Playing Vinyl records for patients.

When I was looking to put worthwhile things on my UCAS form and CV I decided to follow a dream. As a kid I had made “joke” radio shows pretending to be a DJ with my own show. The most natural step was to go into the radio industry but in my true lazy style I hadn’t bothered. The best way to break into the industry I was told was to work on hospital radio and through pure chance fluke I was introduced to some people that did it following some work experience at the local council. I was interviewed by the Controller and Chairman (who my Mum and Dad knew, it’s not what you know it’s who you know in this industry mate!) and I was in. Radio Atlanta as it was called; it was never explained to me why because the local hospital had no links to the North American capital of Georgia  that I could see but with the station ran with all the grace and humour of the Politburo there was no place for me to argue.

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Taken into the studio I was confronted with the tools of my new found trade. 2 CD players , 2 tape decks and 4 Record players and sound desk for controlling the mic and the volume levels. Impressive indeed; enough to keep a whole show going without needing a break to speak, if you got it right. Then they showed me the Cupboard. This was a unit chock full of vinyl similar to the Vinyl Records at There were over a thousand discs in there all in alphabetical order and woe betide you if you put one back in the wrong place or else Steve, the slight unhinged records manager and son of the programme controller would reduce you to cringing embarrassment as he took you apart with his withering sarcasm and the monthly meeting.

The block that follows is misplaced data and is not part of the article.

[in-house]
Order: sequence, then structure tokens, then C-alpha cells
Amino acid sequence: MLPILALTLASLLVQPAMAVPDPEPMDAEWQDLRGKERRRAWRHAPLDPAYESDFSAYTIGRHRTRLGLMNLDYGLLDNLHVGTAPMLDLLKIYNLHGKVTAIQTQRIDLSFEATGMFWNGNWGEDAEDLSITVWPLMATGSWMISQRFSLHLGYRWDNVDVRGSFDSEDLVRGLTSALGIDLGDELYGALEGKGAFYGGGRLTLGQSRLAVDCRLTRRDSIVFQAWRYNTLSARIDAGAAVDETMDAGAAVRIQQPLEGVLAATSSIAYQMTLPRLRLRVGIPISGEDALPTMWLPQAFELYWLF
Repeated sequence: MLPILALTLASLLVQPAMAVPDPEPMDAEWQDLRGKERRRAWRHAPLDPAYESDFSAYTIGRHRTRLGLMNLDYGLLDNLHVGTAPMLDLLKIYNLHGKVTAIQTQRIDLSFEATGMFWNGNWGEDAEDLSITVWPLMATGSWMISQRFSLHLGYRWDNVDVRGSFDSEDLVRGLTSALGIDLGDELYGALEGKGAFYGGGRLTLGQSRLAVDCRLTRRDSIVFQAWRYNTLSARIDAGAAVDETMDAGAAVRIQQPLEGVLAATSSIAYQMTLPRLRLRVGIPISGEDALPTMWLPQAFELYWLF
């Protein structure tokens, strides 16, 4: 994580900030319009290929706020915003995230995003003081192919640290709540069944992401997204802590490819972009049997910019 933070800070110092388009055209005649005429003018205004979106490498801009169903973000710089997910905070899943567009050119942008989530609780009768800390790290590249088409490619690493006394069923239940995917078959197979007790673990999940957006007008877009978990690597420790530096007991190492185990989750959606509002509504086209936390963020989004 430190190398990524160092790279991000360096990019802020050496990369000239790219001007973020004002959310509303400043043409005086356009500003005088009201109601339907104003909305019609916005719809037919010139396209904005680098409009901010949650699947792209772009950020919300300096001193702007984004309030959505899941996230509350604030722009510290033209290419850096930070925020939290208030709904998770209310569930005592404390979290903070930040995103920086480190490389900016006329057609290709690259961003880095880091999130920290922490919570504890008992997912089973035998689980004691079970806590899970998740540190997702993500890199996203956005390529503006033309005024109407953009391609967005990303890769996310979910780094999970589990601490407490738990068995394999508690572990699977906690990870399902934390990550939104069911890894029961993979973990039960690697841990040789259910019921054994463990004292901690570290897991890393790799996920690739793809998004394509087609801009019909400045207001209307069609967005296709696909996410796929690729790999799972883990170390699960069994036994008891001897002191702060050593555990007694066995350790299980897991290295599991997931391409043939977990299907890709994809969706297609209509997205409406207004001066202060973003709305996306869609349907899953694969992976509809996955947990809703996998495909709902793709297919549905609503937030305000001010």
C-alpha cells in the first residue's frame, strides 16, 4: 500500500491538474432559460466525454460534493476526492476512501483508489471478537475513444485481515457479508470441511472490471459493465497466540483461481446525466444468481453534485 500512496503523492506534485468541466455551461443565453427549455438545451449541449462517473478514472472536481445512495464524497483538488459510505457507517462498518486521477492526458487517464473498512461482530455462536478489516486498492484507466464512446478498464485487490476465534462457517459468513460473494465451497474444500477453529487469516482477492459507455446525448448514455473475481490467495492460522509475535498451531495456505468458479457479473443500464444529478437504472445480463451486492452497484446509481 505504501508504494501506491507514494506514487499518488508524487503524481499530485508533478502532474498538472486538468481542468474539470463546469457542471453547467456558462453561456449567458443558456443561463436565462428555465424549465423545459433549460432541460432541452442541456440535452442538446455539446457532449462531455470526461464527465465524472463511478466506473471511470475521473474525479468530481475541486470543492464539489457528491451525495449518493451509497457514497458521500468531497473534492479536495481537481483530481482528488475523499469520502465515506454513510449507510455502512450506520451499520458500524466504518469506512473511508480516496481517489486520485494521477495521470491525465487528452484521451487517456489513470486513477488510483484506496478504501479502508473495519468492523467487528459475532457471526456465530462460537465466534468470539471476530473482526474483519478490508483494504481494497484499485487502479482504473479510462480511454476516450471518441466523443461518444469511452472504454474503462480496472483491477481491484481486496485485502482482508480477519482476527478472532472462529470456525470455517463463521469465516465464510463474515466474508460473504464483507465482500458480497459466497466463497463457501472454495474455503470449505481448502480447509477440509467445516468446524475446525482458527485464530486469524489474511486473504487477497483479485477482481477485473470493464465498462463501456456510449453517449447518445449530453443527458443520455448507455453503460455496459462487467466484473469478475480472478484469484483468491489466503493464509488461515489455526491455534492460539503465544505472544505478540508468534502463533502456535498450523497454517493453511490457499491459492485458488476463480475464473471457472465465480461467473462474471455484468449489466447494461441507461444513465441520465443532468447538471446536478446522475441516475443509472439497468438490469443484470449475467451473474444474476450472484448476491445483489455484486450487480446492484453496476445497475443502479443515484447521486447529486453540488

I soon learned that I was not going to be able to bring in my own records and play them. It was pointed out to me very strongly that the audience’s average age was about 70 and as this was the late 1980’s that meant it was easy listening, the 1920’s and 30’s and sing along a war years all the way. When I was told that the most requested song was the hymn  “The Old Rugged Cross” I knew I was doomed. This was to be a torturous time for an indie kid 18-year-old.

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But it wasn’t. It actually increased my musical taste and knowledge. When my friends and I entered a pub contest they groaned when it was announced there would be a 30s, 40s, and 50’s round. How you older opposition smirked as they fully expected us to score null points. I still saviour the shock on their faces at our 8 out 10 to secure overall victory to this day.

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